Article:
currents. If you were presuming some kind of small "wall wart" kind of AC
adapter, that's totally out of the question. The power supply to run this
launcher will be sizable, and probably not easy to find/construct, IMNSHO.

Does the manufacturer have an option for AC operation?

I got a reply from one retailer. There is an A/C adapter for this
machine. It goes for $140 and plugs into the same jack as the A/C charger. The retailer said that the battery must be at least 75% charged for it to work, but then it will run all day off of the A/C adapter. I am curious how this works. It sounds like this is just a bigger/faster battery charger. The machine is still running off the battery while it is being quick-charged. I would imagine that this would affect the battery life. No? It's supposed to have 1,000 charges (I think) under normal use. How much more quickly will the battery die using this device? Would it still be worth it to explore making a true A/C adapter that could bypass the battery altogether? Thanks R #### Ross Mac Jan 1, 1970 0 Top Spin said: I got a reply from one retailer. There is an A/C adapter for this machine. It goes for$140 and plugs into the same jack as the A/C
charger. The retailer said that the battery must be at least 75%
charged for it to work, but then it will run all day off of the A/C
adapter.

I am curious how this works. It sounds like this is just a
bigger/faster battery charger. The machine is still running off the
battery while it is being quick-charged.

I would imagine that this would affect the battery life. No? It's
supposed to have 1,000 charges (I think) under normal use. How much
more quickly will the battery die using this device?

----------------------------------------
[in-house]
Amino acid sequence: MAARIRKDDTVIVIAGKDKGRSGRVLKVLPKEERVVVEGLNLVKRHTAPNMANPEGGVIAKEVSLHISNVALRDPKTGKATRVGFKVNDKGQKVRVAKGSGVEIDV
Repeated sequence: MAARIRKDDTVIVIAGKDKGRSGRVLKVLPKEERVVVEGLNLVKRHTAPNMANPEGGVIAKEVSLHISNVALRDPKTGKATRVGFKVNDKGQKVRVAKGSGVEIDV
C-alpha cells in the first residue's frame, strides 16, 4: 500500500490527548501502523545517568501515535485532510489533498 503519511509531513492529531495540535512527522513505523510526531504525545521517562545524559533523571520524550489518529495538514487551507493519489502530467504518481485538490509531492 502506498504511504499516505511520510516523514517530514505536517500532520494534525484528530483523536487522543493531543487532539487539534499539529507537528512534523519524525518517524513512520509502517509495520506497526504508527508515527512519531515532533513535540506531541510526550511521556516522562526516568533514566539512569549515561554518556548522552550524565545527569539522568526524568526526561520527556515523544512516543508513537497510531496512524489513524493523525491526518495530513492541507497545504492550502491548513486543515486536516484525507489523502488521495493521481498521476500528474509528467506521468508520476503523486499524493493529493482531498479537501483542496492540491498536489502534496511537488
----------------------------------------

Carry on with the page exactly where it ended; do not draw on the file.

Would it still be worth it to explore making a true A/C adapter that
could bypass the battery altogether?

Thanks

Sounds like the way to got here....You would probably be hard pressed to
build something cheaper.....

R

#### Ross Mac

Jan 1, 1970
0
Top Spin said:
I got a reply from one retailer. There is an A/C adapter for this
machine. It goes for $140 and plugs into the same jack as the A/C charger. The retailer said that the battery must be at least 75% charged for it to work, but then it will run all day off of the A/C adapter. I am curious how this works. It sounds like this is just a bigger/faster battery charger. The machine is still running off the battery while it is being quick-charged. I would imagine that this would affect the battery life. No? It's supposed to have 1,000 charges (I think) under normal use. How much more quickly will the battery die using this device? Would it still be worth it to explore making a true A/C adapter that could bypass the battery altogether? Thanks Sounds like the way to go here....You would probably be hard pressed to build something cheaper..... T #### Top Spin Jan 1, 1970 0 Sounds like the way to go here....You would probably be hard pressed to build something cheaper..... I'm sure you are right, but if it burns up batteries quickly, it might be cheaper in the long run to build something that would bypass them altogether. Besides, it's a project! H #### happyhobit Jan 1, 1970 0 Top Spin said: I got a reply from one retailer. There is an A/C adapter for this machine. It goes for$140 and plugs into the same jack as the A/C
charger. The retailer said that the battery must be at least 75%
charged for it to work, but then it will run all day off of the A/C
adapter.

I am curious how this works. It sounds like this is just a
bigger/faster battery charger. The machine is still running off the
battery while it is being quick-charged.
Lead-acid batteries are charged until the voltage/cell equals 2.2 to 2.4
volts @ 70 degrees F. 2.2 volts/cell if the battery is on continuos charge
and 2.4 volts/cell if the charger will be removed when it reaches this value.
Ask the retailer what voltage / current the \$140 charger is rated for. Look
at the ratings on your charger. The ball's in your court.

R

#### Ross Mac

Jan 1, 1970
0
Top Spin said:
I'm sure you are right, but if it burns up batteries quickly, it might
be cheaper in the long run to build something that would bypass them
altogether. Besides, it's a project!

Give tech support a call and they should be able to answer your specific
questions. It would be hard, in this forum, without all the data to give
accurate answers. That is unless you are lucky enough to find someone who
has the specifics....best of luck on your project....Ross